Wearable baby monitors do more harm than good says medical study

Devices that monitor infant vitals deemed not safe

Connected baby monitors that can track your little one's vitals have been deemed not safe according to a review carried out by the Journal of the American Medical Association.

Dr. Christopher Bonafide, the lead author on the review, claims that, "There is no evidence that they'll help kids and there's some evidence of potential harm." He also believes that these devices create undue stress for parents, leading to unnecessary hospital visits and tests.

Read this: The best baby tech and connected monitors

"I worry about the unnecessary care and even potential harm to babies that can be associated with alarms from these devices," Bonafide added. "There's not a role for these devices in the care of healthy infants."

The kind of devices that Bonafide is mainly making reference to are ones like Mimo and Owlet's smart socks, which uses pulse oximetry technology and a heart rate sensor to monitor a baby's breathing and identify any interruptions as you try to get a few hours of sleep. The data is then sent wirelessly via Bluetooth to the parent's phone to alert them to potential issues.

He also warned parents that might be interested in buying one of these baby monitoring devices that many are not FDA approved and that the government agency should introduce studies to verify the accuracy and safety of the monitors.

Wearable baby monitors do more harm than good says medical review

We spoke to Owlet who provided us with the following statement from Dr. Ken Ward, medical director at Owlet Baby Care:

"While many of the statements in the JAMA opinion paper about the present lack of evidence behind certain products has merit, Owlet is actively addressing and resolving these concerns."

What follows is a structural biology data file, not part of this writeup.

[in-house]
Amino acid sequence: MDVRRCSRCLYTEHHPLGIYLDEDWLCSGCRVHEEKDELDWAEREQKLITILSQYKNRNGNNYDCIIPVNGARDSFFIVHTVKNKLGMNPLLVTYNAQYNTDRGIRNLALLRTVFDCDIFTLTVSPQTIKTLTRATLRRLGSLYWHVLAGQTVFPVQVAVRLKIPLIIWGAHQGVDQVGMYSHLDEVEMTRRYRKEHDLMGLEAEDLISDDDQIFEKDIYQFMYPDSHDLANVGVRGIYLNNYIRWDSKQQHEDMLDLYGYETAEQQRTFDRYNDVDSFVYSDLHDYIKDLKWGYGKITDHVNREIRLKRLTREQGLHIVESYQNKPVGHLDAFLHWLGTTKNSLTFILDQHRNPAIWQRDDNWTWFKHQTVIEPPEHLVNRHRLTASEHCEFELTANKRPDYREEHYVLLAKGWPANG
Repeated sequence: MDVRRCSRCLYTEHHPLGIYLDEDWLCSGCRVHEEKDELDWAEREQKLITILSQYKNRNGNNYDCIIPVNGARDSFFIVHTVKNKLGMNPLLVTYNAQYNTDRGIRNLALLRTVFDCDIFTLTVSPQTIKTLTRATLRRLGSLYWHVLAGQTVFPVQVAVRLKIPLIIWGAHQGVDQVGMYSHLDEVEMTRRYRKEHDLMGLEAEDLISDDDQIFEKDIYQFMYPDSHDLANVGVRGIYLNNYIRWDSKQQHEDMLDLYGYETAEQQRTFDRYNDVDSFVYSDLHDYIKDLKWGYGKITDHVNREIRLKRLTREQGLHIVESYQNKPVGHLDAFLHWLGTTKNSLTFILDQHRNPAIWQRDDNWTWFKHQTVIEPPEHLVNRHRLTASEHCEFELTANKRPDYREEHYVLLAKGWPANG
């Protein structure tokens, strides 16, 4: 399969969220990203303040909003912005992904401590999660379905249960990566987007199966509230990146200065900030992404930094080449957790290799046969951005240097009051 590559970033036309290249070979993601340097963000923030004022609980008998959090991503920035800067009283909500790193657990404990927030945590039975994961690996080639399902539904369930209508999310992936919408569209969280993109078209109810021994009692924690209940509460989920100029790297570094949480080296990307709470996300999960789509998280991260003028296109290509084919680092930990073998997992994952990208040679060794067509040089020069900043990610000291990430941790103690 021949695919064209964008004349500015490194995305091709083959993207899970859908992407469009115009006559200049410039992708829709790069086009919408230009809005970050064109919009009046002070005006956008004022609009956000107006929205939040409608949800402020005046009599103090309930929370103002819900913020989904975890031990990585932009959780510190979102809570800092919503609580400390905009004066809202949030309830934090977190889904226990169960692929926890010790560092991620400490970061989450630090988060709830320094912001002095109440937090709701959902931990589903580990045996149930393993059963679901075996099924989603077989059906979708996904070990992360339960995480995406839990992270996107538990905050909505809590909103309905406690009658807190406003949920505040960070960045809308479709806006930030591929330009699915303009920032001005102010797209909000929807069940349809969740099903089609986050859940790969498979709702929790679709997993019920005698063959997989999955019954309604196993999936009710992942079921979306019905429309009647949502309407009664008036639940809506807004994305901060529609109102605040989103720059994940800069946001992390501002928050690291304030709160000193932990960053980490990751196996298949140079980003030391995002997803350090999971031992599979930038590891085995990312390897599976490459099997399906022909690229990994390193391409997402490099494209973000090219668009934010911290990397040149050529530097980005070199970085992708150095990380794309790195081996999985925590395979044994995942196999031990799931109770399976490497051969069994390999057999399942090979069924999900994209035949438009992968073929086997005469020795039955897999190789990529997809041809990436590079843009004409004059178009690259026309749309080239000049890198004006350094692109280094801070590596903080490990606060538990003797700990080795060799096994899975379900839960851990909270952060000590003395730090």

In addition to the above Owlet also provided us with a pretty lengthy company statement in response to Bonafide's review. We've picked out the key parts below:

"The Owlet Smart Sock uses similar technology, and delivers the same information, to that used in products like Apple Watch and Fitbit. We have invested millions of dollars into data collection and storage, as well as the creation of a clinical team to focus on our mission to further knowledge of the issues affecting infant health.

"We have done extensive product safety testing, such as biocompatibility studies and FCC testing, and the Owlet Smart Sock is in compliance with U.S. Consumer Product Safety Commission (CPSC) requirements. We have conducted third-party accuracy studies that were submitted to the FDA as part of our recent 510(k) application, which review is pending for a medical version of the product."

Do you agree that these type of wearable baby monitors can do more harm than good? Let us know in the comments section below.

Source: WebMD

owlet responds to wearable baby monitor report

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  • Kiernanp·

    Not enough data around electrical current flow and transmission around babies to even begin to suggest that wearable body metrics are safe for infants.

    Moreover, modular sensing mechanisms can be choking hazards.

    Ware maintains its stance that, outside of the NICU, present sensing embodiments have no place around infants.

    Pamela Kiernan

    CEO, Ware (Biometric Apparel)

  • SLG·

    As a mother who lost a child at 3 months to a genetic disorder and is now enjoying a beautiful, healthy rainbow baby, I can tell you that the Owlet helps me get at least a little sleep that I wouldn't otherwise get. Before we had it, I would be up all night (literally) watching him breathe. The hospital kept our first sick baby on a similar device and the nurses and doctors counted on its alarms, so I feel some reassurance to have access to this sort of technology in our home. Just because there isn't evidence yet to prove that these at-home monitors are beneficial doesn't mean that they are not (or that they're actually harmful as this article suggests). Anything that gives nervous mothers like me a little peace of mind, I think, is a good thing.